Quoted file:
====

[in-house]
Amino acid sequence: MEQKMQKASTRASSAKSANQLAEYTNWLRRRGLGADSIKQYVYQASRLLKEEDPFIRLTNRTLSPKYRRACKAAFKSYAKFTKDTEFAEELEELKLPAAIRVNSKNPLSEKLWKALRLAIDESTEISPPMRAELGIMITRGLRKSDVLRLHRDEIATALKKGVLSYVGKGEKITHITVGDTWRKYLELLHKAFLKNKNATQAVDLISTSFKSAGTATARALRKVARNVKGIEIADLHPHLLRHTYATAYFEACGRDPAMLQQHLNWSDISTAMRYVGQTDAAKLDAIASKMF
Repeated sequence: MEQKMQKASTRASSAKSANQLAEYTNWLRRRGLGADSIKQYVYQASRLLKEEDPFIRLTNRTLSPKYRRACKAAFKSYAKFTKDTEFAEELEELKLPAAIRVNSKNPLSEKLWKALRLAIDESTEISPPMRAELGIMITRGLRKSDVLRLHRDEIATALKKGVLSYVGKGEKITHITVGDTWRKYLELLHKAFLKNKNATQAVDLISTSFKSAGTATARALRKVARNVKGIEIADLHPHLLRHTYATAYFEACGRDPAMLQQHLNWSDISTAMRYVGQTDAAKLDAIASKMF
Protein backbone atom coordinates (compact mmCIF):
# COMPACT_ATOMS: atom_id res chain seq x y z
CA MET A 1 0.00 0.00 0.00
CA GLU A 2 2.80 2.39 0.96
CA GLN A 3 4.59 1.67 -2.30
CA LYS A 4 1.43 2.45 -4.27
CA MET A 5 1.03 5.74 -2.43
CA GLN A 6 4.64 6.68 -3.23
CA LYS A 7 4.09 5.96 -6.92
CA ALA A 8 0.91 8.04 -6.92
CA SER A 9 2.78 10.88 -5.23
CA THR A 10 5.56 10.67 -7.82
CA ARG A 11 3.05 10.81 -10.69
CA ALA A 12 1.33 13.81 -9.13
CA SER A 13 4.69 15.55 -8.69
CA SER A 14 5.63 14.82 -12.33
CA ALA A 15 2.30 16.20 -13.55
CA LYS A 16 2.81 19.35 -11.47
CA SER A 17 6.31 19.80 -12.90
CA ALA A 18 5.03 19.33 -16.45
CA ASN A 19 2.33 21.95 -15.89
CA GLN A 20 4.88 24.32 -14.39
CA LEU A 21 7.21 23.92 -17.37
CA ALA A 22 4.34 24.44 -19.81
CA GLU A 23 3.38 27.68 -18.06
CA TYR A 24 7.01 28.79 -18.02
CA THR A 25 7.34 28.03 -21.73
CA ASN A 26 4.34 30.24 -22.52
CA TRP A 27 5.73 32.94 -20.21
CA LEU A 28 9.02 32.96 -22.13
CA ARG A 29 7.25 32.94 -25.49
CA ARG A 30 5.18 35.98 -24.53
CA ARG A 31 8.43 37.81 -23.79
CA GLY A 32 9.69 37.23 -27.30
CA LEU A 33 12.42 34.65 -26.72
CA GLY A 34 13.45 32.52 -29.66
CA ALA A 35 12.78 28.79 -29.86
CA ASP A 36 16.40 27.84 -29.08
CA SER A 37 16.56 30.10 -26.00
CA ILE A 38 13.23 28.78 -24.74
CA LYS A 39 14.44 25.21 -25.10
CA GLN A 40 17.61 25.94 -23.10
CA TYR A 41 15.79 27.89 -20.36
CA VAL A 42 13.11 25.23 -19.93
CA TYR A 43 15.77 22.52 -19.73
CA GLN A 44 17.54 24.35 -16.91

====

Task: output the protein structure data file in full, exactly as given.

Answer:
[in-house]
Amino acid sequence: MEQKMQKASTRASSAKSANQLAEYTNWLRRRGLGADSIKQYVYQASRLLKEEDPFIRLTNRTLSPKYRRACKAAFKSYAKFTKDTEFAEELEELKLPAAIRVNSKNPLSEKLWKALRLAIDESTEISPPMRAELGIMITRGLRKSDVLRLHRDEIATALKKGVLSYVGKGEKITHITVGDTWRKYLELLHKAFLKNKNATQAVDLISTSFKSAGTATARALRKVARNVKGIEIADLHPHLLRHTYATAYFEACGRDPAMLQQHLNWSDISTAMRYVGQTDAAKLDAIASKMF
Repeated sequence: MEQKMQKASTRASSAKSANQLAEYTNWLRRRGLGADSIKQYVYQASRLLKEEDPFIRLTNRTLSPKYRRACKAAFKSYAKFTKDTEFAEELEELKLPAAIRVNSKNPLSEKLWKALRLAIDESTEISPPMRAELGIMITRGLRKSDVLRLHRDEIATALKKGVLSYVGKGEKITHITVGDTWRKYLELLHKAFLKNKNATQAVDLISTSFKSAGTATARALRKVARNVKGIEIADLHPHLLRHTYATAYFEACGRDPAMLQQHLNWSDISTAMRYVGQTDAAKLDAIASKMF
Protein backbone atom coordinates (compact mmCIF):
# COMPACT_ATOMS: atom_id res chain seq x y z
CA MET A 1 0.00 0.00 0.00
CA GLU A 2 2.80 2.39 0.96
CA GLN A 3 4.59 1.67 -2.30
CA LYS A 4 1.43 2.45 -4.27
CA MET A 5 1.03 5.74 -2.43
CA GLN A 6 4.64 6.68 -3.23
CA LYS A 7 4.09 5.96 -6.92
CA ALA A 8 0.91 8.04 -6.92
CA SER A 9 2.78 10.88 -5.23
CA THR A 10 5.56 10.67 -7.82
CA ARG A 11 3.05 10.81 -10.69
CA ALA A 12 1.33 13.81 -9.13
CA SER A 13 4.69 15.55 -8.69
CA SER A 14 5.63 14.82 -12.33
CA ALA A 15 2.30 16.20 -13.55
CA LYS A 16 2.81 19.35 -11.47
CA SER A 17 6.31 19.80 -12.90
CA ALA A 18 5.03 19.33 -16.45
CA ASN A 19 2.33 21.95 -15.89
CA GLN A 20 4.88 24.32 -14.39
CA LEU A 21 7.21 23.92 -17.37
CA ALA A 22 4.34 24.44 -19.81
CA GLU A 23 3.38 27.68 -18.06
CA TYR A 24 7.01 28.79 -18.02
CA THR A 25 7.34 28.03 -21.73
CA ASN A 26 4.34 30.24 -22.52
CA TRP A 27 5.73 32.94 -20.21
CA LEU A 28 9.02 32.96 -22.13
CA ARG A 29 7.25 32.94 -25.49
CA ARG A 30 5.18 35.98 -24.53
CA ARG A 31 8.43 37.81 -23.79
CA GLY A 32 9.69 37.23 -27.30
CA LEU A 33 12.42 34.65 -26.72
CA GLY A 34 13.45 32.52 -29.66
CA ALA A 35 12.78 28.79 -29.86
CA ASP A 36 16.40 27.84 -29.08
CA SER A 37 16.56 30.10 -26.00
CA ILE A 38 13.23 28.78 -24.74
CA LYS A 39 14.44 25.21 -25.10
CA GLN A 40 17.61 25.94 -23.10
CA TYR A 41 15.79 27.89 -20.36
CA VAL A 42 13.11 25.23 -19.93
CA TYR A 43 15.77 22.52 -19.73
CA GLN A 44 17.54 24.35 -16.91